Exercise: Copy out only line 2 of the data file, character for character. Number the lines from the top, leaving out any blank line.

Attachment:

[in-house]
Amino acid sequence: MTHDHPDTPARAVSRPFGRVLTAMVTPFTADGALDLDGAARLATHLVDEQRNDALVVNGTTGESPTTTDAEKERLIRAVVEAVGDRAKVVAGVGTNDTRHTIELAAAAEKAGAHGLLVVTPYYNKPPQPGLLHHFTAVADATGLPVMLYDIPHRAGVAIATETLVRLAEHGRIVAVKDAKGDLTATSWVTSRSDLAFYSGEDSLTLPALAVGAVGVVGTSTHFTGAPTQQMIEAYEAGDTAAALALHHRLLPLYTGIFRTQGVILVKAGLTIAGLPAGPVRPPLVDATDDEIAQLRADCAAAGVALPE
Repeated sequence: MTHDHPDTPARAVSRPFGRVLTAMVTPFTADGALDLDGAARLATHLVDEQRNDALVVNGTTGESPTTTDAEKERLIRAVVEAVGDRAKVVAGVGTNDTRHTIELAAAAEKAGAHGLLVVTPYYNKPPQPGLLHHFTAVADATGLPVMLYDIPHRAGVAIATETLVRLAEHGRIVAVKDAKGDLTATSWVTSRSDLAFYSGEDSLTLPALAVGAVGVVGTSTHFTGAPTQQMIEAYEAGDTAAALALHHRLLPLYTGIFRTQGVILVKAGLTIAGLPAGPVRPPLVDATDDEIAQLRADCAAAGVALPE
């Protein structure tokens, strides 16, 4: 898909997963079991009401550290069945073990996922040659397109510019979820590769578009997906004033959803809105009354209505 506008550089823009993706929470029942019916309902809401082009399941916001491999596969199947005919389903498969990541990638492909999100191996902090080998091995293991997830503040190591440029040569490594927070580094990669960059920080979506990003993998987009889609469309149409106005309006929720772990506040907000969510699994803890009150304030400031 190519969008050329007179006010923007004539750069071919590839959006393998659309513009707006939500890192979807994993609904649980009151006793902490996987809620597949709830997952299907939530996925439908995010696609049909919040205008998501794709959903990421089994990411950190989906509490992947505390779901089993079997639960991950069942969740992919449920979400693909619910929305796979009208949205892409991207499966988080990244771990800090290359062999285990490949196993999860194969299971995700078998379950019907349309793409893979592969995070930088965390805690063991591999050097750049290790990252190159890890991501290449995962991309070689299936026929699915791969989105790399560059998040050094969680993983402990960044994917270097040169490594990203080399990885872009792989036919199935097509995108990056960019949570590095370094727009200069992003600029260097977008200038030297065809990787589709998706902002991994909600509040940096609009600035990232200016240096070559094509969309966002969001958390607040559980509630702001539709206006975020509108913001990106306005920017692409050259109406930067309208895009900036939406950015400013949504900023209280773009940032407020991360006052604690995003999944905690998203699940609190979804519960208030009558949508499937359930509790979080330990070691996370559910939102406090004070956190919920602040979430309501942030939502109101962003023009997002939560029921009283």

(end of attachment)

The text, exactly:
Amino acid sequence: MTHDHPDTPARAVSRPFGRVLTAMVTPFTADGALDLDGAARLATHLVDEQRNDALVVNGTTGESPTTTDAEKERLIRAVVEAVGDRAKVVAGVGTNDTRHTIELAAAAEKAGAHGLLVVTPYYNKPPQPGLLHHFTAVADATGLPVMLYDIPHRAGVAIATETLVRLAEHGRIVAVKDAKGDLTATSWVTSRSDLAFYSGEDSLTLPALAVGAVGVVGTSTHFTGAPTQQMIEAYEAGDTAAALALHHRLLPLYTGIFRTQGVILVKAGLTIAGLPAGPVRPPLVDATDDEIAQLRADCAAAGVALPE